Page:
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Review: KitchenAid Artisan Mini Mixer
If you're going to invest your hard-earned money on a new mixer, you'll want one that will perfectly perform all of the tasks you ask of it, for years to come. Not all mixers are created equally, however. Some mixers are better at kneading doughs, some mixers also transform into a multi-use appliance. At Everything Kitchens, we rigorously tested our top-selling mixers to find the perfect match for every cooking style. We literally got out our stopwatches and went through these mixers with a fine-tooth comb to see where each excels and where each could do better.
The mini is going to be best for people who are making smaller batches or not using their mixer too often. The size is just right 1- or 2-person household. This model has a small footprint, great for RVs, apartments, and tiny houses that need to save space.
Design & Construction
When you hear the name KitchenAid, the image of their iconic mixer pops into your head. KitchenAid's timeless design hasn't varied in many years because it works - if it ain't broke, don't fix it. The Artisan Mini is KitchenAid's traditional tilt-head design, just scaled down into a more compact size.
The Artisan Mini mixer weighs 18 pounds (a bit less than the full-size Artisan weighing 26 pounds) and stands a little over 12" tall. Underneath the hood is a 250W DC motor that powers the mixer. Comparable to the power of the KitchenAid Classic, the Artisan Mini just packs that power in a machine that's 25% lighter and 20% smaller!
If the attachment was made for the powerhub, it will work in the Kitchenaid Artisan Mini!
On the front of the mixer underneath the silver logo cap is the attachment hub. This is my favorite feature about KitchenAid mixers - the attachment hub allows you to utilize the powerful motor to power a slew of attachments that connect into it. Everything from pasta rollers and cutters to vegetable spiralizers can be attached to your mixer to make it a true multitasking machine.
Classic KitchenAid design, but fun-size!
On the sides, you'll see the speed control switch and the locking switch. Both are pretty self-explanatory and work simply. Move the speed control switch forward to increase speed and backward to decrease speed. The locking switch anchors the tilt-head down while mixing so it does not jump around.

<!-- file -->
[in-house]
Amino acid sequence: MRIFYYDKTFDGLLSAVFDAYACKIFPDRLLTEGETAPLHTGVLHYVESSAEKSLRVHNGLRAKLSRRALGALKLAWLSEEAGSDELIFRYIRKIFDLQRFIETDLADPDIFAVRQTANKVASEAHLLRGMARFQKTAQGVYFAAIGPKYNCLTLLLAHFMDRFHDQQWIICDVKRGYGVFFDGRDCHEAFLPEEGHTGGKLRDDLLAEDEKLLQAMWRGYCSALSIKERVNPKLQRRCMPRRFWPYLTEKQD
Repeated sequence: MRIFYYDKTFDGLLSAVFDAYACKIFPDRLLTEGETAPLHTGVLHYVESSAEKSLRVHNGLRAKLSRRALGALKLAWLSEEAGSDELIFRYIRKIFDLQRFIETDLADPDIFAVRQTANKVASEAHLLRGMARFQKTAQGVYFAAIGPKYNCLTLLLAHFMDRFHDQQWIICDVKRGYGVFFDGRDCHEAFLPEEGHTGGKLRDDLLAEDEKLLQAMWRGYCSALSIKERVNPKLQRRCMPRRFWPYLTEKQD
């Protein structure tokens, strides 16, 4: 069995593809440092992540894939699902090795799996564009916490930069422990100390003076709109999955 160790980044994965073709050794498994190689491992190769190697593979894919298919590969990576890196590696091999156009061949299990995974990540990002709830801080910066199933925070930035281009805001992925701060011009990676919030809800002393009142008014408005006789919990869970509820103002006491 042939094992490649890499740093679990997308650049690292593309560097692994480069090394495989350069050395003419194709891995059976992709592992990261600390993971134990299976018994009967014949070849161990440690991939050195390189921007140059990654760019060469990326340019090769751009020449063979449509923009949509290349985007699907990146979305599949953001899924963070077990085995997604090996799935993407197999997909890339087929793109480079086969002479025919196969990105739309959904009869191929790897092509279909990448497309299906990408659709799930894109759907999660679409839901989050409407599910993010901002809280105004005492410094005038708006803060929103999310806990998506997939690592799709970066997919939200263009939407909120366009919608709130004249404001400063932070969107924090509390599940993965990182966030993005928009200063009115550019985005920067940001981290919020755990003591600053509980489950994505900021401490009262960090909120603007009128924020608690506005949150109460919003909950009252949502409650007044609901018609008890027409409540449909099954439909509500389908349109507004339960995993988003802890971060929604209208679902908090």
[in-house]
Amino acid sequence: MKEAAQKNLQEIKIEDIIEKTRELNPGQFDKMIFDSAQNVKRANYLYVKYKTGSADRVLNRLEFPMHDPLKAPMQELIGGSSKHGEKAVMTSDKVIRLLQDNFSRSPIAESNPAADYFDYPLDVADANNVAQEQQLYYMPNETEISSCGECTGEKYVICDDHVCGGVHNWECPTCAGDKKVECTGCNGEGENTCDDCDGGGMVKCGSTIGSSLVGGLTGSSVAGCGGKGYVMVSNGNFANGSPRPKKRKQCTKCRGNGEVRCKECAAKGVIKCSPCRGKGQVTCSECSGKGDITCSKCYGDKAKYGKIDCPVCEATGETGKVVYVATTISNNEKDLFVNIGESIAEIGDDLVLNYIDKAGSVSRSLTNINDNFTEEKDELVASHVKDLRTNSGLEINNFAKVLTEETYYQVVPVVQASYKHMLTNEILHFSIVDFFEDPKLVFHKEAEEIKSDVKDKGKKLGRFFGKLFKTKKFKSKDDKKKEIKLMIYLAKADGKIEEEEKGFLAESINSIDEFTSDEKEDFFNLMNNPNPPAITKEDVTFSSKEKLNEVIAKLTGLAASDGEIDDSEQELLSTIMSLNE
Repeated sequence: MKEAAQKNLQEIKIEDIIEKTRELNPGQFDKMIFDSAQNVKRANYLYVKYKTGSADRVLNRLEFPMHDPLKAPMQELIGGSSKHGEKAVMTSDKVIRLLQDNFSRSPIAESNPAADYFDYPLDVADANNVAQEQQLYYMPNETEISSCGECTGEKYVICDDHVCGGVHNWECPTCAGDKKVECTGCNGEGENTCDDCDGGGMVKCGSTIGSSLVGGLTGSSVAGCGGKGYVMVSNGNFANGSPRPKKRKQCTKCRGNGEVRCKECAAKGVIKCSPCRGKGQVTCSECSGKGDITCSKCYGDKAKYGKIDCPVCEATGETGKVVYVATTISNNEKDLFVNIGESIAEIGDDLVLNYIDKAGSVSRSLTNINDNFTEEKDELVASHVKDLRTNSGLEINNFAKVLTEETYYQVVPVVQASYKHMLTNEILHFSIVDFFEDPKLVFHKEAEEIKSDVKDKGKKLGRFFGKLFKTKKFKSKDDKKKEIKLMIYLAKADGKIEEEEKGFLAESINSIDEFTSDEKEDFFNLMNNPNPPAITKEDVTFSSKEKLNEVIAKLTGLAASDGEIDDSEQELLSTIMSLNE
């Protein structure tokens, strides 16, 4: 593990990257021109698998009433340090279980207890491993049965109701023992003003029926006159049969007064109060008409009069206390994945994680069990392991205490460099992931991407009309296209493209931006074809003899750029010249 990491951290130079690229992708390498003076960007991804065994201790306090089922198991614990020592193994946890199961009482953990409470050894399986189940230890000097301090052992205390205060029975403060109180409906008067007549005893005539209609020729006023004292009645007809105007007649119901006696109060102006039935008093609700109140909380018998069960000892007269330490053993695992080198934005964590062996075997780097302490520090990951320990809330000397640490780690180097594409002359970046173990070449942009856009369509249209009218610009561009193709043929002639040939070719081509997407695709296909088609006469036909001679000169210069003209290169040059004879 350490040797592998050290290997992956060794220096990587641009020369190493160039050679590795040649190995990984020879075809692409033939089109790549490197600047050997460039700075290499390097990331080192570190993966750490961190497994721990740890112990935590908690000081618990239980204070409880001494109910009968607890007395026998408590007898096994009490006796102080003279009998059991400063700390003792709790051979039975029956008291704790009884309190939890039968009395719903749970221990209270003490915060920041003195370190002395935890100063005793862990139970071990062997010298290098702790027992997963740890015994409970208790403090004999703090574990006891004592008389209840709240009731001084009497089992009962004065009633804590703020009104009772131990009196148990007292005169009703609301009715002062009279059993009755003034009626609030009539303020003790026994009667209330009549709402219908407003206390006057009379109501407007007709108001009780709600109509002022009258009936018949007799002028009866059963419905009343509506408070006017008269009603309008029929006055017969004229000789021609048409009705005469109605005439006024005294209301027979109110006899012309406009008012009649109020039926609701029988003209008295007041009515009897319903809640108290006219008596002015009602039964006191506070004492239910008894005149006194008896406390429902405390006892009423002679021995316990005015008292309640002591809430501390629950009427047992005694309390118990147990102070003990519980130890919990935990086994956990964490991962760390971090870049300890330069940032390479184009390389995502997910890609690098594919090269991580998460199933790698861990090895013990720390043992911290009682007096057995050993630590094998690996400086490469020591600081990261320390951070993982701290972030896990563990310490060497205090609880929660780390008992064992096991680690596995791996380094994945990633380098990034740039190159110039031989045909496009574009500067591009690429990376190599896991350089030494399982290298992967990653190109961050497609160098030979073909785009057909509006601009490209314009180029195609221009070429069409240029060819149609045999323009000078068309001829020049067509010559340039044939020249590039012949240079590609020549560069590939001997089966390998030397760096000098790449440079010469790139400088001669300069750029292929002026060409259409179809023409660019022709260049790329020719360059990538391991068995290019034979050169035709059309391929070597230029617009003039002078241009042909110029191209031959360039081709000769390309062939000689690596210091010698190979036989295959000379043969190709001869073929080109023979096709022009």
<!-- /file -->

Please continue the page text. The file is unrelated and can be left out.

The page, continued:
The paddle has a slightly different design compared to the full-size Artisan, still works just as well.
When you have the locking switch unlocked, you can tilt the head of the mixer backward to insert the stainless steel mixing bowl and load your mixing attachment.
KitchenAid includes all the tools you need to for all your basic mixing task: the flat beater, dough hook, and wire whip.
The three musketeers: wire whip, flat beater, and dough hook.
The flat beater is metal coated with an epoxy/polyester hybrid which makes the beater non-stick and dishwasher safe. The coating makes the tool easy to rinse off in the sink as nothing really sticks to it, so my beater blade never hits the dishwasher. The only downfall is that the coating can chip if dropped.
The dough hook (also coated like the beater blade) is shaped and designed to knead doughs right in the mixer bowl.
The wire whip is very sturdy feeling and plenty large enough to whip multiple batches of meringue or whipped cream. The wire whip is not coated, so handwash only or it can corrode over time if it's continually put through the dishwasher.
The brushed stainless steel mixing bowl is 3.5 qts. and large enough to mix 5 dozen cookies. The bowl is dishwasher safe. There is no handle on the mixing bowl like on its bigger brother Artisan mixer bowl, but KitchenAid does offer a mini bowl with handle if that is your true desire.